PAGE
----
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Structural Balance For The Upper Body

A good place to begin when putting together a should weight training programme is trying to have balance. 

That’s balance in the way of similar amounts of work in opposing movements. 

For example two opposing movements for the upper body from a vertical perspective could be a shoulder press and a lat pull down. 

This doesn’t necessarily mean you have to place the exercises directly after one another (but you can), what it does mean as that across either a particular session or even a training week you have both movement types covered. 

If you are new to putting programmes together a 1:1 ratio is a decent place to begin. 

In another example, if you were to do a set of seated rows for every set you do of the bench press, again you probably won’t go far wrong. 

One thing some people are particularly guilty of in the gym is only really concentrating on the muscles they can see in the mirror, yes guys I am mainly talking to you on this. 

Hammering away on just your abs, chest and biceps is a recipe for increased risk of injury and poor posture. 

You can spot the people who only ever train like this a life off in the gym, it’s not a great look and your older self will not thank you for it. 

But the good news in that it’s not that hard to correct. 

If anything you can even do it in a way that can add to your programme, without having to spend too much longer in the gym. 

This can be done by super-setting a pair of exercises, like so:

  • A1 – Barbell Bent Over Row, 10 reps, 3010 tempo, 10 sec rest  
  • A2 – Dumbbell Bench Press, 10 reps, 3010 tempo, 120 sec rest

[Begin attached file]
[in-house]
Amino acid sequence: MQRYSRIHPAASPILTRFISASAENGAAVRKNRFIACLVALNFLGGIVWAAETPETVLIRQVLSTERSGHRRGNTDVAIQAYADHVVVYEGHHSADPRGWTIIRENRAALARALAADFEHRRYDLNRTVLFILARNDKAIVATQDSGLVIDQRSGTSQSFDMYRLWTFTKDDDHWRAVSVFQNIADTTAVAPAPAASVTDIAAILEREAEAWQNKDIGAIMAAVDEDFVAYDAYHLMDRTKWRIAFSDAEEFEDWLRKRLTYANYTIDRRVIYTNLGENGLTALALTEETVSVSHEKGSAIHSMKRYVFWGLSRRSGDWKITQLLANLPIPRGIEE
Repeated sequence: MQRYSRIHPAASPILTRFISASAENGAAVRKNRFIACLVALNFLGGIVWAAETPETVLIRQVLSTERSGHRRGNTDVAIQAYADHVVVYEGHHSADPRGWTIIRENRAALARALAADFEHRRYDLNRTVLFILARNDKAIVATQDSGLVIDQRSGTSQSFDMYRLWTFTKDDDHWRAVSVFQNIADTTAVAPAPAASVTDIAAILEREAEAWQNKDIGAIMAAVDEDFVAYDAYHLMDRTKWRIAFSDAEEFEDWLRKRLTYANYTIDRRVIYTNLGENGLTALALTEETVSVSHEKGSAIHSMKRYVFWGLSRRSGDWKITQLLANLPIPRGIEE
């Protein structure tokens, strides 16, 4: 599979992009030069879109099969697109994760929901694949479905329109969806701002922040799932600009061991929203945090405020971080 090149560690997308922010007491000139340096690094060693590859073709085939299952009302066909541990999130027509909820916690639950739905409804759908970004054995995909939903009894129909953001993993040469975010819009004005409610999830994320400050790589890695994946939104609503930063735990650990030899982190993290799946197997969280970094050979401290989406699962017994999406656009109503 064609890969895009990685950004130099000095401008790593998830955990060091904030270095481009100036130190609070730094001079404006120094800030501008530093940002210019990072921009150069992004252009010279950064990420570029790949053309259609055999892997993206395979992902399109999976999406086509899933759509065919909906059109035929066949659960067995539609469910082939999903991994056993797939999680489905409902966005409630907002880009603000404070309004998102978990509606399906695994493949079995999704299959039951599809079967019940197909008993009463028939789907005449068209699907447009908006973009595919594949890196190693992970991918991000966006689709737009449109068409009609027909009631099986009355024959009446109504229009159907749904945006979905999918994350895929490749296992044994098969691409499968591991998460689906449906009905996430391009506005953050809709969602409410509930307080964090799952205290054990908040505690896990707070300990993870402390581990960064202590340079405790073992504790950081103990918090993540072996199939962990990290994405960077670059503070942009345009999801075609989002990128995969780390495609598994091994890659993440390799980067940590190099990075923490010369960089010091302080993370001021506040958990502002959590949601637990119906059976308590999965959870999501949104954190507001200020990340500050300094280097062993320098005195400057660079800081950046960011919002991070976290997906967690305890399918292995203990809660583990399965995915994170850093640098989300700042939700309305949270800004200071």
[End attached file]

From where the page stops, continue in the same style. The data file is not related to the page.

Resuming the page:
You can repeat the above 3-5 times, depending on your goal.

And a quick note on exercise selection… 

When pairing two exercises together, you need to consider logistics in terms of how busy the gym is, where equipment is located in the gym and what equipment there is. 

I like to a pair a barbell exercise with a dumbbell exercise as it’s most likely you can do this. 

My next point would be relevant particularly to back, bicep or any upper body pull exercise and that is hand/grip position. 

You have three grip options:

  • Supinated – Palms Facing Up 
  • Neutral – Palms Facing Each Other 
  • Pronated – Palms Facing Down

Again, look at your programmes over the week and try to vary the hand positions so you can be strong across the board and particularly avoid overuse injuries in the wrists and elbows. 

The same goes rationale would for any direct arm and shoulder work, in this case you may perform a tri-set as these exercises tend to be less demanding on your central nervous system (CNS), it works quite well. 

  • C1 – EZ Bar Bicep Curl, 12 reps, 3010 tempo, 10 sec rest  
  • C2 – Cable Tricep Extension, 12 reps, 3010 tempo, 10 sec rest
  • C3 – Dumbbell Lateral Raise, 12 reps, 3010 tempo, 120 sec rest

A programme without balance can lead to an increased risk of injury and generally poor movement, take a look at what you do and try to implement a balanced movement approach to reach your full potential. 

Thanks for reading, have a great day.


Do you need confidential help with your health, fitness or nutrition? I have a range of services available, with Personal Training in my Private Gym in Manchester, also at your home or workplace in the surrounding areas. For clients further afield, I provide Online Personal TrainingNutritional Consultancy & Private Fitness Holidays.

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